“Based on the recent history and performance of the current Palestinian leadership, I do feel a great degree of dissatisfaction and mistrust of those people. Thus, nothing of concrete value could be achieved for Palestinians. I doubt they will manage to secure food and free movement on roads – not more than that.

I would like to see Arab leaders act as responsible people and honest in running constructive talks with the US administration that are based on the interests of Arabs. To the best of my knowledge and critical reading of history, Palestine is not more than a logo for those who run their businesses. Palestine is the price of having so many regimes that serve the immediate and long-term interests of the super power – the US.

Having one Arab state for Arabs regardless of their colour, race or religion is the dream of wise people. One day this dream might be materialised. This state could protect the rights of its residents and negotiate with all international players the mutual interest of all. Palestine should not be the attractive game for those who play chess professionally. I invite Arabs to build on the experience of others. The EU structure is a case in point.”

Nadav, software engineer, 37, Tel Aviv

“My general feeling toward the talks are that their chances of success are quite slim, because of the leadership weakness on both sides. Ehud Olmert is a very unpopular prime minister, so he will have a hard time making concessions, because they might make him look even weaker.

Regarding Mahmoud Abbas, I tend to believe he would like to have an agreement with Israel, but he is even weaker than Olmert. This has been clearly demonstrated with Hamas’s takeover of Gaza. Even before this act, he never seemed to be able to enforce his will over Palestinian society, and now it is not clear to me whether he represents the whole of the Palestinian people, or just a fraction of it. So I’m not sure he is able to make concessions on behalf of the Palestinians, even if he truly would like to.

I’m afraid the gaps between Israel and the Palestinians are too great to solve at this moment in time. Specifically, Palestinians seem reluctant to give up what they refer to as ‘the right of return’, while most Israelis cannot accept this, because it will bring about the termination of its character as the state of the Jewish people. I think this problem is too fundamental for weak leaders to tackle.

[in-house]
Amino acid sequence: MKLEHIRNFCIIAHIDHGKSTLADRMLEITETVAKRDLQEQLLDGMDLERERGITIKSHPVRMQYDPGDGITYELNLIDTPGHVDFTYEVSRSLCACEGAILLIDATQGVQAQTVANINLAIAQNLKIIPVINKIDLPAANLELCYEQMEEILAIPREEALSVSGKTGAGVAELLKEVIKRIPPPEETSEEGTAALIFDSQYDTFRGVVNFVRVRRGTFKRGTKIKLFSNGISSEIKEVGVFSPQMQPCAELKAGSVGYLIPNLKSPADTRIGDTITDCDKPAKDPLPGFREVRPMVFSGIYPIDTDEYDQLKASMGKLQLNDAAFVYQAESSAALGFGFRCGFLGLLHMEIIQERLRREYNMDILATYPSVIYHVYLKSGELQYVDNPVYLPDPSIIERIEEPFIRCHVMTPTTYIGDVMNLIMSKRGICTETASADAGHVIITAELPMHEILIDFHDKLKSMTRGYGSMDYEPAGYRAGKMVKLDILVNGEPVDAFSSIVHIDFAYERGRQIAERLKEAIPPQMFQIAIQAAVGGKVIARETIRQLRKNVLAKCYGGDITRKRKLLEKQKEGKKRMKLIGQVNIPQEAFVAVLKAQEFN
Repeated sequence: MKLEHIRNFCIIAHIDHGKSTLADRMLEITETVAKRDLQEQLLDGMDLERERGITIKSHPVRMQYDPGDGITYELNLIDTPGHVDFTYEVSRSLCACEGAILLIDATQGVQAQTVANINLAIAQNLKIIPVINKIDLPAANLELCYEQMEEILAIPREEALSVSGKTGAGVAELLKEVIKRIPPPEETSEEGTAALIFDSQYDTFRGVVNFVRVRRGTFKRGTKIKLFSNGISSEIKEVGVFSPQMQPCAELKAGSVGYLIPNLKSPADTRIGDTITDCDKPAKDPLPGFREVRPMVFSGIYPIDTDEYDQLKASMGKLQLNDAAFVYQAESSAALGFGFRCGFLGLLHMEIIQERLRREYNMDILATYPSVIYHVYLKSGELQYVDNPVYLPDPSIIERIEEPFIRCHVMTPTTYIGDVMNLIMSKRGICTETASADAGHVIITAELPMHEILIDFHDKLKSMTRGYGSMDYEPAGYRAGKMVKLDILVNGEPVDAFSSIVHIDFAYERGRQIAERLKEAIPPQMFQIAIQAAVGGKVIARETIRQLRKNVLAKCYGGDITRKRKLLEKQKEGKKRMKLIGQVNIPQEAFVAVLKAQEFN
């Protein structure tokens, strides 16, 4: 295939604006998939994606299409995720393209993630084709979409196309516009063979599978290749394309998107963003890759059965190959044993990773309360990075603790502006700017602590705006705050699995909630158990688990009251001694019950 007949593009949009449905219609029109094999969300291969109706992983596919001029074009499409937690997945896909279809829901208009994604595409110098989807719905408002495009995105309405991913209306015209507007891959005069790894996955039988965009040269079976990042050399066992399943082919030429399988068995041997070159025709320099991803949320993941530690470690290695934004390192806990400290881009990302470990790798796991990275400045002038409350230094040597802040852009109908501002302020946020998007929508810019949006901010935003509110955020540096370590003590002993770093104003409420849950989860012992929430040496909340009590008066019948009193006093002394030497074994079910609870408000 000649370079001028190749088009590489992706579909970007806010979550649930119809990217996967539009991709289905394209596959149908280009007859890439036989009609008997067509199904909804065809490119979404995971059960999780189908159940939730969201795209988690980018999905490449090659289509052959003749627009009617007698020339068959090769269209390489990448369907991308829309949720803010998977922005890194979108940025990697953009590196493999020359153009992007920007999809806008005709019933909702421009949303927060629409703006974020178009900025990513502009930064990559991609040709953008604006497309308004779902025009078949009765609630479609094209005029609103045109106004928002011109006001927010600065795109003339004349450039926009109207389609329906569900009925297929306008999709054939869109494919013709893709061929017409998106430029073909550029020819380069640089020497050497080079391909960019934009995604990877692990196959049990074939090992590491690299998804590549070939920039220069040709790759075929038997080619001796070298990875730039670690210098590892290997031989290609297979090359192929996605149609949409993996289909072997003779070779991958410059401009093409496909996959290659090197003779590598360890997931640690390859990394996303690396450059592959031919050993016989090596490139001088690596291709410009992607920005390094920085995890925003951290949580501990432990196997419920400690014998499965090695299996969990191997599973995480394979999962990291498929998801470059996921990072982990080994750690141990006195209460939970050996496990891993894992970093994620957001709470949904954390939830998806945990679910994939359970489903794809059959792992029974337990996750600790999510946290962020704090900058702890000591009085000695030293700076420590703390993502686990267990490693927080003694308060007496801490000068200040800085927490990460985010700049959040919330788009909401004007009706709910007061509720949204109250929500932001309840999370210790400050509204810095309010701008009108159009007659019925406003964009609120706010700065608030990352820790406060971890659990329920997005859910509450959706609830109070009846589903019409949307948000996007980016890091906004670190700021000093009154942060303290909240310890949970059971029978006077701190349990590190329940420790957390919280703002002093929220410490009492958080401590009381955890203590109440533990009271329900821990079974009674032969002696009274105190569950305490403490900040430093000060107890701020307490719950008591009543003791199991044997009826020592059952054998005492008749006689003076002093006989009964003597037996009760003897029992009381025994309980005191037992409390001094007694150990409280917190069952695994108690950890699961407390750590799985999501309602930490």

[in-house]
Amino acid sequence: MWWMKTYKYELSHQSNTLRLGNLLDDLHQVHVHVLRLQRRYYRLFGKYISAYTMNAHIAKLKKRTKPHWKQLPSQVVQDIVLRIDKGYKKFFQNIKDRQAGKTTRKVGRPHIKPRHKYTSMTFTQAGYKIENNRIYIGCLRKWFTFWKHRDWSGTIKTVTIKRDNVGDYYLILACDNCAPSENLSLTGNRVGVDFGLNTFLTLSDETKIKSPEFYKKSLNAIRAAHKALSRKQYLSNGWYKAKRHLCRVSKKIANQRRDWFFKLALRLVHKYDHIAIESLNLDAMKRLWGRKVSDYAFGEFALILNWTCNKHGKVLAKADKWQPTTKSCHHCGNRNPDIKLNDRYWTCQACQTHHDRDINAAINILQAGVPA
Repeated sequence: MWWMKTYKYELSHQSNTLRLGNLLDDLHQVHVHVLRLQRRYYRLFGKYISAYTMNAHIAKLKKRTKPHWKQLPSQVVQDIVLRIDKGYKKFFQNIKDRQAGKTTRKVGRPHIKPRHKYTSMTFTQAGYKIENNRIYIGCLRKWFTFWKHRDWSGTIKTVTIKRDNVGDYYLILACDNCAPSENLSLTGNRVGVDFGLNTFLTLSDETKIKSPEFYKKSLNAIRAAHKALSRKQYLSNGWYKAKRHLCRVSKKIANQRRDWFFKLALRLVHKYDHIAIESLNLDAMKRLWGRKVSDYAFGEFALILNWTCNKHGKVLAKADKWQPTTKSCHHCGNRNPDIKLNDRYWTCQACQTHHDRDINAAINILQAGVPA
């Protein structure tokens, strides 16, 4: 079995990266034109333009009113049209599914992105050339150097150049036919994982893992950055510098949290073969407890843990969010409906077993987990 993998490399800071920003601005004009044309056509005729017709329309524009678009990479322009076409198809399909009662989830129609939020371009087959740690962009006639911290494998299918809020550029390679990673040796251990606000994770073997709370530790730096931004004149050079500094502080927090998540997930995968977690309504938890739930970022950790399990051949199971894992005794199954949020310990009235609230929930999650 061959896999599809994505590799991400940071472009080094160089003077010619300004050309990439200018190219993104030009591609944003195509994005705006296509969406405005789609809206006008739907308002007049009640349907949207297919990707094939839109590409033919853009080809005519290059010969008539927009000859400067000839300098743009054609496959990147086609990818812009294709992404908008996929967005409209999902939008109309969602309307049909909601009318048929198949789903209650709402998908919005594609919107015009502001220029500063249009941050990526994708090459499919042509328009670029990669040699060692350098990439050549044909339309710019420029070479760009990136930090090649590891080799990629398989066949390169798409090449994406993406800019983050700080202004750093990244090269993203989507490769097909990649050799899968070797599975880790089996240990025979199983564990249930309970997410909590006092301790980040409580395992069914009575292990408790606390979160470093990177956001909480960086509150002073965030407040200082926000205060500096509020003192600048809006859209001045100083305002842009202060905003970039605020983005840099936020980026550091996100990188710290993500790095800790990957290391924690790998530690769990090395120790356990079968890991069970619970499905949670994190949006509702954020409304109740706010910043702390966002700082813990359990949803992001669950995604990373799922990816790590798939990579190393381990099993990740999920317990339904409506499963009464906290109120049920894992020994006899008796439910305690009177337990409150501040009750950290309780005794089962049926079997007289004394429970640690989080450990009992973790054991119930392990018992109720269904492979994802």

Having said that, I think the very existence of the summit is generally a good thing, because it reminds everybody that there might be a different way, which does not involve violence.

The key issue for me is one and one only: The assurance that Israel would continue to exist as a Jewish and democratic state. I would compromise over land, willing even to give east Jerusalem to the Palestinians, but I cannot compromise the reason for which Israel was established – being the national state for the Jewish people.

I believe the most important thing is concentrating on what can be realistically achieved at this point in time, rather than trying to solve the whole conflict at once. Chances of success would improve, if the goals are kept modest. For example, improvement of everyday life, so that trust is regained, and a more profound peace process can emerge later on. It is crucial to establish regular talks with one another.

It is extremely important for Israel to allow Abbas to show real achievements, so that his way would become more popular among his people. I think Israel should make two steps for every step Abbas takes.”

Sam Rose, journalist/writer, 49, Jerusalem

Israelis mark the anniversary of Yitzhak
Rabin’s assassination [GALLO/GETTY]

“I am not really holding any hope that the talks would deliver anything to the Palestinians.

I don’t believe that the Israelis are serious or interested in any meaningful peace process.

Israel is continuing its settlement building at an alarming pace. More and more settlements are being built and existing ones are expanding on a daily bases.

Israel is also continuing its policy of keeping a tight stranglehold on the Palestinian economy.

The apartheid wall is destroying any prospect of economic recovery in the future and Palestinian towns and villages have become isolated, which threatens not only the economy but social and family ties. Life is far from normal to ordinary Palestinians who feel very much abandoned by the rest of the world. The Palestinian Authority is so weak that no one takes it seriously any more.